The study's strengths included a large sample size, a reasonable response rate, and a standardized refraction and ocular biometry assessment. There were also some limitations for this study. First, we were unable to identify the exact explanatory factors for the observed racial differences since some important myopia-related exposures such as time spent outdoors in childhood, parental myopia, and parental educational level were not captured by our study. In addition, the cross-section design is limited to establish a temporal relationship and thus cannot infer any casual relationships between these risk factors and any of the refractive errors. Finally, nonresponders were older than responders, leading to an overestimation in myopia prevalence and an underestimation in hyperopia or astigmatism prevalence due to the age distributions of refractive errors. 
In conclusion, this population-based study of adults aged over 40 years in Singapore showed a significant lower prevalence of myopia compared with younger generations reported previously. The prevalence of astigmatism and mean AL in Singapore Chinese adults aged over 40 years have been increasing within the past 12 years. Chinese adults had a higher prevalence of myopia, high myopia, astigmatism as well as longer AL as compared with Indians or Malays living in the same environment. Further studies are warranted to identify the exact factors explaining the observed racial differences in refractive errors. 
Acknowledgments
Supported by the Biomedical Research Council (BMRC), 08/1/35/19/550 & National Medical Research Council (NMRC), STaR/0003/2008, Singapore. The authors alone are responsible for the content and writing of the paper. 
Disclosure: C.-W. Pan, None; Y.-F. Zheng, None; A.R. Anuar, None; M. Chew, None; G. Gazzard, None; T. Aung, None; C.-Y. Cheng, None; T.Y. Wong, None; S.-M. Saw, None 
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Figure 1
 
Distribution of refraction among myopes in SEED.
Figure 1
 
Distribution of refraction among myopes in SEED.
Figure 2
 
Height-adjusted AL in the TPS (1997–1998) and the SCES (2009–2011) by age and sex.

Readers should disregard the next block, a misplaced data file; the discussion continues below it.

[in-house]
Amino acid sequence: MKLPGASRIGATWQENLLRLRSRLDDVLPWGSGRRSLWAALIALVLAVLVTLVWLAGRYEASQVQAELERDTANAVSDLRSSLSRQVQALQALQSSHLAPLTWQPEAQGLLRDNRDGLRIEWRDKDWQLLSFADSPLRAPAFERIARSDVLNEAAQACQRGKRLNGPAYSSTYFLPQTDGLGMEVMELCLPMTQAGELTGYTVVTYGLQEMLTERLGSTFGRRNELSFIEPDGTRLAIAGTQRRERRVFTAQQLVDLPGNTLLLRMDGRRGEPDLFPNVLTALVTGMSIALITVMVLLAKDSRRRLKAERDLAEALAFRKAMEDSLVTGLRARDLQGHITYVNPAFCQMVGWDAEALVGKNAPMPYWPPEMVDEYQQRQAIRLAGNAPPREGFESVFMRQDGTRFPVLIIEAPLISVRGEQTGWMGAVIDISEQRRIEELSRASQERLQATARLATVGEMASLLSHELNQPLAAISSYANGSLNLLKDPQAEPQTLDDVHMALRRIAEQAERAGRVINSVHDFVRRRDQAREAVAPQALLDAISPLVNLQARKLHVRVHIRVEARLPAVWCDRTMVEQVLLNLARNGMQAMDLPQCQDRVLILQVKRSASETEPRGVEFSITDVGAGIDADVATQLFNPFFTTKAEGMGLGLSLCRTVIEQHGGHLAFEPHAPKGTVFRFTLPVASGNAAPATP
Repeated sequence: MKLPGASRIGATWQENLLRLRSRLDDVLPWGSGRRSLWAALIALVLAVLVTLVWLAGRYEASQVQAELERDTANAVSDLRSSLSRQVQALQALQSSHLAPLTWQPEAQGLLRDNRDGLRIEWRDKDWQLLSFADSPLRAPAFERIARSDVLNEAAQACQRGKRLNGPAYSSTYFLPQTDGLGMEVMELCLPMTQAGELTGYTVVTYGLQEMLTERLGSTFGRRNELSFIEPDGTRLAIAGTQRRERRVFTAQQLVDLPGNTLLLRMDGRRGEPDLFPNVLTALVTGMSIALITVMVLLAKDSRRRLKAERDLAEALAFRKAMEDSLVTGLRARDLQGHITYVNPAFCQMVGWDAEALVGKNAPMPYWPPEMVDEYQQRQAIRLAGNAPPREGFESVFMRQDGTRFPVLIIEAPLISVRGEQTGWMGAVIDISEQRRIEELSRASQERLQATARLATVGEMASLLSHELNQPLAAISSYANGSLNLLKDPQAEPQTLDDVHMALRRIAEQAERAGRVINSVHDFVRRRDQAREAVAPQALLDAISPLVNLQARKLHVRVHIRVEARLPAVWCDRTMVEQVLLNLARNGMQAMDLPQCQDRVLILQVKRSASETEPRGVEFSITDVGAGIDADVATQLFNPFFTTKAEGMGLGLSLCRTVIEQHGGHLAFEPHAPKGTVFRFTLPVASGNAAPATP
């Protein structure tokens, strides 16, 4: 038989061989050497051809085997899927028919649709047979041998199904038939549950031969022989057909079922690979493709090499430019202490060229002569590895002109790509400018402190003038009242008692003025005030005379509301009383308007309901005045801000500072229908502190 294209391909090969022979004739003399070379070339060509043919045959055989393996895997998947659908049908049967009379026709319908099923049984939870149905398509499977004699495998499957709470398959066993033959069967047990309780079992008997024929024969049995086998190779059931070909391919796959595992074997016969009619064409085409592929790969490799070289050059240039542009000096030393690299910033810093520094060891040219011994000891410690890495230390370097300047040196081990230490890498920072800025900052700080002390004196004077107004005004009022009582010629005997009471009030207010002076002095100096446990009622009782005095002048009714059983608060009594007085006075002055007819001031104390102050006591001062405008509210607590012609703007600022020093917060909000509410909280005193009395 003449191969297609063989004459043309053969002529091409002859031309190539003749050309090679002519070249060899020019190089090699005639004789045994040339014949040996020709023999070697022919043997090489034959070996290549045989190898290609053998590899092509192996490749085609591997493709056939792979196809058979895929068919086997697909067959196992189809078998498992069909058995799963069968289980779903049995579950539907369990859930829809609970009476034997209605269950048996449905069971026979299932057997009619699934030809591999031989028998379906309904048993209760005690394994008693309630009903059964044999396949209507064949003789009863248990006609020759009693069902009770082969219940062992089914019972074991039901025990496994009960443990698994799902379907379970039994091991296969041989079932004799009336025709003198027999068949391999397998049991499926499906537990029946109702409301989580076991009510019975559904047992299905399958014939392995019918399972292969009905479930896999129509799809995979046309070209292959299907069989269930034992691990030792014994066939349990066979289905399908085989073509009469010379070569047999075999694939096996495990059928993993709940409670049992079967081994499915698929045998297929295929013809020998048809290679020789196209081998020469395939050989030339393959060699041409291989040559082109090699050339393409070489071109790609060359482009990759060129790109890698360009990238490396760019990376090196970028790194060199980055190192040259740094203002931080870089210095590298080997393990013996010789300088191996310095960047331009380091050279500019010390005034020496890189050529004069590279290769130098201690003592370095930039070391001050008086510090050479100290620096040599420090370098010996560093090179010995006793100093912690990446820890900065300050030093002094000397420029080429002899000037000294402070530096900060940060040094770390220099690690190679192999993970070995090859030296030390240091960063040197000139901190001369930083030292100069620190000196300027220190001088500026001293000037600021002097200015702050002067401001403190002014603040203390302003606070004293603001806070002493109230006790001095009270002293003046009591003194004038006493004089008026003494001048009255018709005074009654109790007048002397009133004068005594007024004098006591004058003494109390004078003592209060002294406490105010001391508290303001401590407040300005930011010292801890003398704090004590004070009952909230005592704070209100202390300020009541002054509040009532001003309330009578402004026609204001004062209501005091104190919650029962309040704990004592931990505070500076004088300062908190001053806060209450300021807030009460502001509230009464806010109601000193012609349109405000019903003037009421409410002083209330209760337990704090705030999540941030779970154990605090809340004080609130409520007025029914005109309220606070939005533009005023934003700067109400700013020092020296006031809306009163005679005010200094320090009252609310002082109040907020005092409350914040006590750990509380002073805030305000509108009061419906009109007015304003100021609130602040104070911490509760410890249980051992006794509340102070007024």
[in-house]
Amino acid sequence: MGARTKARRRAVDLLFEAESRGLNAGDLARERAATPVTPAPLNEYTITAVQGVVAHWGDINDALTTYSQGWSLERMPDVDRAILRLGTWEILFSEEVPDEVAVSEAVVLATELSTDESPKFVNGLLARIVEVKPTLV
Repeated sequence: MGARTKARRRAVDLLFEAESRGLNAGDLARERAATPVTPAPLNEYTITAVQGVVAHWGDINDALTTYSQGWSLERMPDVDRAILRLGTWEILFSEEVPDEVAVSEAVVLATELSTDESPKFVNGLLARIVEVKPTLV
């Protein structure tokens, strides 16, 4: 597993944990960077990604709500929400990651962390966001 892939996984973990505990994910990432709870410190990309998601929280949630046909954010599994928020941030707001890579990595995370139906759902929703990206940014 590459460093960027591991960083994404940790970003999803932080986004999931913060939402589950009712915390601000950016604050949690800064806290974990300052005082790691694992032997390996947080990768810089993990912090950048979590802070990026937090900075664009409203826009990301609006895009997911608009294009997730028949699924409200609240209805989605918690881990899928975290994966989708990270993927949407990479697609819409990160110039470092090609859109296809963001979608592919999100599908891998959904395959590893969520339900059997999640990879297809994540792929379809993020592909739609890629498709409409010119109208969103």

Figure 2
 
Height-adjusted AL in the TPS (1997–1998) and the SCES (2009–2011) by age and sex.
Figure 3
 
Mean SE in different birth cohorts in Singapore. Data taken from: 0.5 to 6 years: The Strabismus, Amblyopia and Refractive Error Study (Chinese only) 16 ; 7 to 9 years: The Singapore Cohort Study of the Risk Factors for Myopia (SCORM) 17 ; 10 to 14 years: (SCORM follow-up, unpublished); 15 to 26 years: Singapore male military conscripts survey (Saw et al. IOVS 2011;52:ARVO E-Abstract 2490); 27 to 39 years: The Singapore Prospective Program (SP2), unpublished; more than 40 years: SEED.
Figure 3
 
Mean SE in different birth cohorts in Singapore. Data taken from: 0.5 to 6 years: The Strabismus, Amblyopia and Refractive Error Study (Chinese only) 16 ; 7 to 9 years: The Singapore Cohort Study of the Risk Factors for Myopia (SCORM) 17 ; 10 to 14 years: (SCORM follow-up, unpublished); 15 to 26 years: Singapore male military conscripts survey (Saw et al. IOVS 2011;52:ARVO E-Abstract 2490); 27 to 39 years: The Singapore Prospective Program (SP2), unpublished; more than 40 years: SEED.
Figure 4
 
Prevalence of myopia in adults in East Asian urban cities. Data taken from: Hong Kong: n = 335, aged over 40 years 32 ; Beijing: n = 4319, aged over 40 years 21 ; Taiwan: n = 1361, aged over 65 years 22 ; Tajimi (Japan): n = 3021, aged over 40 years. 33
Figure 4
 
Prevalence of myopia in adults in East Asian urban cities. Data taken from: Hong Kong: n = 335, aged over 40 years 32 ; Beijing: n = 4319, aged over 40 years 21 ; Taiwan: n = 1361, aged over 65 years 22 ; Tajimi (Japan): n = 3021, aged over 40 years. 33
Table 1. 
 
Prevalence of Refractive Errors in Singaporean Adults Aged Over 40 Years
Table 1. 
 
Prevalence of Refractive Errors in Singaporean Adults Aged Over 40 Years
N Myopia, <−0.5 D Myopia, <−1.0 D High Myopia, <−5.0 D Hyperopia, >+0.5 D Asigmatism, <−0.5 cylinder
n % 95% CI n % 95% CI n % 95% CI n % 95% CI n % 95% CI
Overall
 Crude rate 8772 2641 30.1 29.1, 31.1 2027 23.1 22.2, 24.0 459 5.2 4.8, 5.7 3179 36.2 35.2, 37.2 4729 53.9 52.9, 55.0
 Age-race standardized rate* 38.9 37.1, 40.6 31.4 30.5, 32.2 8.4 8.0, 8.9 31.5 30.5, 32.5 58.8 57.8, 59.9
Men
 Crude rate 4321 1251 29.0 27.6, 30.3 954 22.1 20.8, 23.3 201 4.7 4.0, 5.3 1541 35.7 34.2, 37.1 2375 55.0 53.5, 56.4
 Age-race standardized rate* 37.9 36.5, 39.2 30.7 29.4, 31.9 8.0 7.3, 8.6 30.9 29.4, 32.3 60.1 58.6, 61.5
Women
 Crude rate 4451 1390 31.2 29.9, 32.6 1073 24.1 22.9, 5.4 258 5.8 5.1, 6.5 1638 36.8 35.4, 38.2 2354 52.9 51.4, 54.4
 Age-race standardized rate* 39.8 38.5, 41.2 32.8 31.6, 34.0 8.7 8.0, 9.4 32.1 30.7, 33.5 57.9 56.4, 59.4
40–49 y
 Crude rate 2437 925 38.0 36.0, 39.9 712 29.2 27.4, 31.0 184 7.6 6.5, 8.6 359 14.7 13.3, 16.1 921 37.8 35.9, 39.7
 Race standardized rate* 47.4 45.4, 49.3 37.7 35.9, 39.5 11.5 10.4, 12.5 14.2 12.8, 15.6 44.0 42.1, 45.9
50–59 y
 Crude rate 3013 840 27.9 26.3, 29.5 645 21.4 19.9, 22.9 155 5.1 4.4,5.9 1169 38.8 37.1, 40.5 1498 49.7 47.9, 51.5
 Race standardized rate* 35.9 34.3, 37.5 28.8 27.3, 30.3 6.7 6.0, 7.5 33.0 31.3, 34.7 56.0 54.2, 57.8
60–69 y
 Crude rate 2160 501 23.2 21.4, 25.0 379 17.6 15.9, 19.2 80 3.7 2.9, 4.5 1145 53.0 50.9, 55.1 1425 66.0 64.0, 68.0
 Race standardized rate* 30.1 28.3, 31.9 23.2 21.5, 24.8 4.8 4.0, 5.6 47.2 45.1, 49.3 74.3 72.3, 76.3
70+ y
 Crude rate 1162 375 32.3 29.6, 35.0 291 25.0 22.6, 27.5 40 3.4 2.4, 4.5 506 43.5 40.7, 46.4 885 76.2 73.7, 78.6